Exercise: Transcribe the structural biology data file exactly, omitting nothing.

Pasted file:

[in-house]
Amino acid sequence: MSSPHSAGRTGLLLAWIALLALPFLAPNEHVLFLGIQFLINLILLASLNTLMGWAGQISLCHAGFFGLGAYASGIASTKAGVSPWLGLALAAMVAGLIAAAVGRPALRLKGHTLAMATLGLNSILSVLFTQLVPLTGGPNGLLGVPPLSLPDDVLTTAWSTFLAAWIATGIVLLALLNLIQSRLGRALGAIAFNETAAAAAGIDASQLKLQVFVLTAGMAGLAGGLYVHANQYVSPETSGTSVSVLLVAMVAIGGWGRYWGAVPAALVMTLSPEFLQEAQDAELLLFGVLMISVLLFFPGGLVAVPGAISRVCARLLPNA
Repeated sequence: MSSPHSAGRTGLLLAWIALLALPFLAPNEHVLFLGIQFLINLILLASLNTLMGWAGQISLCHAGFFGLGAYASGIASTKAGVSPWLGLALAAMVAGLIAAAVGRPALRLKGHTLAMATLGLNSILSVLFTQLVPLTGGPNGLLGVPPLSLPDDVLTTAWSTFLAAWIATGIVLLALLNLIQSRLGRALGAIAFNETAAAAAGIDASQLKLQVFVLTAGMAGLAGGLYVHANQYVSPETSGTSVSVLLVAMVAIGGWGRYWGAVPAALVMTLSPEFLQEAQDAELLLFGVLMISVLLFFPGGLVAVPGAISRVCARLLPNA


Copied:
[in-house]
Amino acid sequence: MSSPHSAGRTGLLLAWIALLALPFLAPNEHVLFLGIQFLINLILLASLNTLMGWAGQISLCHAGFFGLGAYASGIASTKAGVSPWLGLALAAMVAGLIAAAVGRPALRLKGHTLAMATLGLNSILSVLFTQLVPLTGGPNGLLGVPPLSLPDDVLTTAWSTFLAAWIATGIVLLALLNLIQSRLGRALGAIAFNETAAAAAGIDASQLKLQVFVLTAGMAGLAGGLYVHANQYVSPETSGTSVSVLLVAMVAIGGWGRYWGAVPAALVMTLSPEFLQEAQDAELLLFGVLMISVLLFFPGGLVAVPGAISRVCARLLPNA
Repeated sequence: MSSPHSAGRTGLLLAWIALLALPFLAPNEHVLFLGIQFLINLILLASLNTLMGWAGQISLCHAGFFGLGAYASGIASTKAGVSPWLGLALAAMVAGLIAAAVGRPALRLKGHTLAMATLGLNSILSVLFTQLVPLTGGPNGLLGVPPLSLPDDVLTTAWSTFLAAWIATGIVLLALLNLIQSRLGRALGAIAFNETAAAAAGIDASQLKLQVFVLTAGMAGLAGGLYVHANQYVSPETSGTSVSVLLVAMVAIGGWGRYWGAVPAALVMTLSPEFLQEAQDAELLLFGVLMISVLLFFPGGLVAVPGAISRVCARLLPNA